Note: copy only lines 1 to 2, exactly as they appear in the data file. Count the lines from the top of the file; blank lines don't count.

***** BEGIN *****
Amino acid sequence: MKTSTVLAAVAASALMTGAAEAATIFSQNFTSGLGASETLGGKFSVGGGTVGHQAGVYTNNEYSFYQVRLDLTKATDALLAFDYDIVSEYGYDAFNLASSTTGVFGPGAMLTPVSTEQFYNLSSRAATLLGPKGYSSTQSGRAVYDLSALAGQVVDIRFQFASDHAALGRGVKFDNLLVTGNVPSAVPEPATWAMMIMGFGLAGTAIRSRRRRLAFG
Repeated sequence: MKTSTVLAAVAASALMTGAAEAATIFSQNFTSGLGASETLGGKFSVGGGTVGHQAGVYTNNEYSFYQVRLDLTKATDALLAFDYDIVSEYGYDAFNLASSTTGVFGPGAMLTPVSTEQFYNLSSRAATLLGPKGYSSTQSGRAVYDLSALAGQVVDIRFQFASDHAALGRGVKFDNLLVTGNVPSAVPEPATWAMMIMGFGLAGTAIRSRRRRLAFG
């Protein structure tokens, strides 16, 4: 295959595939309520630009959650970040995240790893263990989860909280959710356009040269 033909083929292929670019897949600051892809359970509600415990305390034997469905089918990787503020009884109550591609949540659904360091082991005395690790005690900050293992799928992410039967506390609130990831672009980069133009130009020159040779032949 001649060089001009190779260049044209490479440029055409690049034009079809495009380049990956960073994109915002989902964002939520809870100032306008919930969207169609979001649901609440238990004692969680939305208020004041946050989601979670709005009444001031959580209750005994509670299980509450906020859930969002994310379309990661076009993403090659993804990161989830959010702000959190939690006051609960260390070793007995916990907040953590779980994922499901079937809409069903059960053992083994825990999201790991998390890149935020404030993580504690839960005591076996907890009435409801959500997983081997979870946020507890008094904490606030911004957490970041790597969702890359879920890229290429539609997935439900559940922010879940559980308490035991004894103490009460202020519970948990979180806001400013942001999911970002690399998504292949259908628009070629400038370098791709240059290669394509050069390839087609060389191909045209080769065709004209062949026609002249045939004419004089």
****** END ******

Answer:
Amino acid sequence: MKTSTVLAAVAASALMTGAAEAATIFSQNFTSGLGASETLGGKFSVGGGTVGHQAGVYTNNEYSFYQVRLDLTKATDALLAFDYDIVSEYGYDAFNLASSTTGVFGPGAMLTPVSTEQFYNLSSRAATLLGPKGYSSTQSGRAVYDLSALAGQVVDIRFQFASDHAALGRGVKFDNLLVTGNVPSAVPEPATWAMMIMGFGLAGTAIRSRRRRLAFG
Repeated sequence: MKTSTVLAAVAASALMTGAAEAATIFSQNFTSGLGASETLGGKFSVGGGTVGHQAGVYTNNEYSFYQVRLDLTKATDALLAFDYDIVSEYGYDAFNLASSTTGVFGPGAMLTPVSTEQFYNLSSRAATLLGPKGYSSTQSGRAVYDLSALAGQVVDIRFQFASDHAALGRGVKFDNLLVTGNVPSAVPEPATWAMMIMGFGLAGTAIRSRRRRLAFG